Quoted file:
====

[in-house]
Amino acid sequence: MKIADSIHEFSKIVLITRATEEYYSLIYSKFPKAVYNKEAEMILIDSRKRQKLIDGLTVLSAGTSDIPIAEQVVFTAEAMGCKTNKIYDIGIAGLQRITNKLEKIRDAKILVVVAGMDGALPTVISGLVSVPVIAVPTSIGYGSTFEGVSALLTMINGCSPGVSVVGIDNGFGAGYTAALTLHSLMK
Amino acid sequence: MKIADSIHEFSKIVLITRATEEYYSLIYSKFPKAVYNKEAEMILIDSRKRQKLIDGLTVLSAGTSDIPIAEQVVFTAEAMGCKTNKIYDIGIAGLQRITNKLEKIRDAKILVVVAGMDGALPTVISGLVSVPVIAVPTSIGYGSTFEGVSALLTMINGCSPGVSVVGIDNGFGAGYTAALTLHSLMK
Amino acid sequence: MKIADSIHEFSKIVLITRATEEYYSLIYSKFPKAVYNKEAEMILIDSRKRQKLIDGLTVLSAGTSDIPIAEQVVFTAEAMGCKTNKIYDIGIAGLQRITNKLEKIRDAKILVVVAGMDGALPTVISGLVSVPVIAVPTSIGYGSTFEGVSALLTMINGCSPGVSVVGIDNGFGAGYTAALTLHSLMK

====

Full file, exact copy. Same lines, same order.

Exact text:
[in-house]
Amino acid sequence: MKIADSIHEFSKIVLITRATEEYYSLIYSKFPKAVYNKEAEMILIDSRKRQKLIDGLTVLSAGTSDIPIAEQVVFTAEAMGCKTNKIYDIGIAGLQRITNKLEKIRDAKILVVVAGMDGALPTVISGLVSVPVIAVPTSIGYGSTFEGVSALLTMINGCSPGVSVVGIDNGFGAGYTAALTLHSLMK
Amino acid sequence: MKIADSIHEFSKIVLITRATEEYYSLIYSKFPKAVYNKEAEMILIDSRKRQKLIDGLTVLSAGTSDIPIAEQVVFTAEAMGCKTNKIYDIGIAGLQRITNKLEKIRDAKILVVVAGMDGALPTVISGLVSVPVIAVPTSIGYGSTFEGVSALLTMINGCSPGVSVVGIDNGFGAGYTAALTLHSLMK
Amino acid sequence: MKIADSIHEFSKIVLITRATEEYYSLIYSKFPKAVYNKEAEMILIDSRKRQKLIDGLTVLSAGTSDIPIAEQVVFTAEAMGCKTNKIYDIGIAGLQRITNKLEKIRDAKILVVVAGMDGALPTVISGLVSVPVIAVPTSIGYGSTFEGVSALLTMINGCSPGVSVVGIDNGFGAGYTAALTLHSLMK